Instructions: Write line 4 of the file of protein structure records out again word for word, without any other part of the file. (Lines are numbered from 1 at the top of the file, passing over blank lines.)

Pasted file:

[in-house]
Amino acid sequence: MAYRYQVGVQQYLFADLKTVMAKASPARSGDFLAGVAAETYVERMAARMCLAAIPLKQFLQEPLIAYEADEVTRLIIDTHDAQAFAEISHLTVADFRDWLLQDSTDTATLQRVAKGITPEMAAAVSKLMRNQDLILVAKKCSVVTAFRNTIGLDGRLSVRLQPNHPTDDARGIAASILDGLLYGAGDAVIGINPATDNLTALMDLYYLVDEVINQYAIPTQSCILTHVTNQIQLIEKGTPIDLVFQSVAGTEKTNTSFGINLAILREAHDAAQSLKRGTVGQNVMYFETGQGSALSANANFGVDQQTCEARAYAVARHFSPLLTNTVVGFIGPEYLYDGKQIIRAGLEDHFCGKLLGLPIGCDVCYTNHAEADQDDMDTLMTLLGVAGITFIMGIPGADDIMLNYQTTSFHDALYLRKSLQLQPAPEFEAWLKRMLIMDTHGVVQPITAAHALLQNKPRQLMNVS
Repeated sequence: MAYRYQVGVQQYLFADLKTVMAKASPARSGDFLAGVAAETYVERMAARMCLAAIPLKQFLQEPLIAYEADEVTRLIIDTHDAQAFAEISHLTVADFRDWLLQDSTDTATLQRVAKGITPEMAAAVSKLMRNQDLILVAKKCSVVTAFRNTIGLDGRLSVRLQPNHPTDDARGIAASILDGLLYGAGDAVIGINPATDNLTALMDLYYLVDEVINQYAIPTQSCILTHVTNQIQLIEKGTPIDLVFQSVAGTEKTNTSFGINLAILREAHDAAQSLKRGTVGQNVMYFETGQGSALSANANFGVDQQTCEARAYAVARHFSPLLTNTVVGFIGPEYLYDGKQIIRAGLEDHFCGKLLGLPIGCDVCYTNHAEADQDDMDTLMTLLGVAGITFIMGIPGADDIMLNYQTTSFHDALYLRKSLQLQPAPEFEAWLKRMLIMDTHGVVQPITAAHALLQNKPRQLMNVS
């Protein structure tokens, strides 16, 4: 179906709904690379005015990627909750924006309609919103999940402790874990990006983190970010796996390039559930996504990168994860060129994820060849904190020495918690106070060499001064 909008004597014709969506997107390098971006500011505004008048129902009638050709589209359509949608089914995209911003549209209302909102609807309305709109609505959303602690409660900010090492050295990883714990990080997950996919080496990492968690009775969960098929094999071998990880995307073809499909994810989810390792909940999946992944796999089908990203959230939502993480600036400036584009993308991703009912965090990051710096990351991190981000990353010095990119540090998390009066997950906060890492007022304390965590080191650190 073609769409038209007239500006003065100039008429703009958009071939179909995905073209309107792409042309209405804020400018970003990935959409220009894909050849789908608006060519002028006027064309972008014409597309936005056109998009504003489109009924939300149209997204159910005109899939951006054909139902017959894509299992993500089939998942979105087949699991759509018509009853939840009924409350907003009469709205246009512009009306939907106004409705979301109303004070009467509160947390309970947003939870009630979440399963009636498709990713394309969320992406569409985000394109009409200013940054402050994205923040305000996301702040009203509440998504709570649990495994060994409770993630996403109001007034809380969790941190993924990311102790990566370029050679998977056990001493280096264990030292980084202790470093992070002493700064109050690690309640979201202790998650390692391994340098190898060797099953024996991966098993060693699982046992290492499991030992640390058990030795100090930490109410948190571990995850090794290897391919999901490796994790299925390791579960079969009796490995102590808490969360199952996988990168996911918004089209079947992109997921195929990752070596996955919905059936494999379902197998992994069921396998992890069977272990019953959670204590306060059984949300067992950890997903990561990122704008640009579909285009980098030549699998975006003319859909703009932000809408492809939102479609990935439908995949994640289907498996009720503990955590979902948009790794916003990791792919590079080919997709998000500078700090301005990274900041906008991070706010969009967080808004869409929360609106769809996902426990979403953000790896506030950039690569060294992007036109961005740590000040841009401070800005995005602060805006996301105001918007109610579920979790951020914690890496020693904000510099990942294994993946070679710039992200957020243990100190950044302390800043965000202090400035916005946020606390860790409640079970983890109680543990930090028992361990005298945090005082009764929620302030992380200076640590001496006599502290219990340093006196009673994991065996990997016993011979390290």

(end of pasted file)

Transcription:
């Protein structure tokens, strides 16, 4: 179906709904690379005015990627909750924006309609919103999940402790874990990006983190970010796996390039559930996504990168994860060129994820060849904190020495918690106070060499001064 909008004597014709969506997107390098971006500011505004008048129902009638050709589209359509949608089914995209911003549209209302909102609807309305709109609505959303602690409660900010090492050295990883714990990080997950996919080496990492968690009775969960098929094999071998990880995307073809499909994810989810390792909940999946992944796999089908990203959230939502993480600036400036584009993308991703009912965090990051710096990351991190981000990353010095990119540090998390009066997950906060890492007022304390965590080191650190 073609769409038209007239500006003065100039008429703009958009071939179909995905073209309107792409042309209405804020400018970003990935959409220009894909050849789908608006060519002028006027064309972008014409597309936005056109998009504003489109009924939300149209997204159910005109899939951006054909139902017959894509299992993500089939998942979105087949699991759509018509009853939840009924409350907003009469709205246009512009009306939907106004409705979301109303004070009467509160947390309970947003939870009630979440399963009636498709990713394309969320992406569409985000394109009409200013940054402050994205923040305000996301702040009203509440998504709570649990495994060994409770993630996403109001007034809380969790941190993924990311102790990566370029050679998977056990001493280096264990030292980084202790470093992070002493700064109050690690309640979201202790998650390692391994340098190898060797099953024996991966098993060693699982046992290492499991030992640390058990030795100090930490109410948190571990995850090794290897391919999901490796994790299925390791579960079969009796490995102590808490969360199952996988990168996911918004089209079947992109997921195929990752070596996955919905059936494999379902197998992994069921396998992890069977272990019953959670204590306060059984949300067992950890997903990561990122704008640009579909285009980098030549699998975006003319859909703009932000809408492809939102479609990935439908995949994640289907498996009720503990955590979902948009790794916003990791792919590079080919997709998000500078700090301005990274900041906008991070706010969009967080808004869409929360609106769809996902426990979403953000790896506030950039690569060294992007036109961005740590000040841009401070800005995005602060805006996301105001918007109610579920979790951020914690890496020693904000510099990942294994993946070679710039992200957020243990100190950044302390800043965000202090400035916005946020606390860790409640079970983890109680543990930090028992361990005298945090005082009764929620302030992380200076640590001496006599502290219990340093006196009673994991065996990997016993011979390290």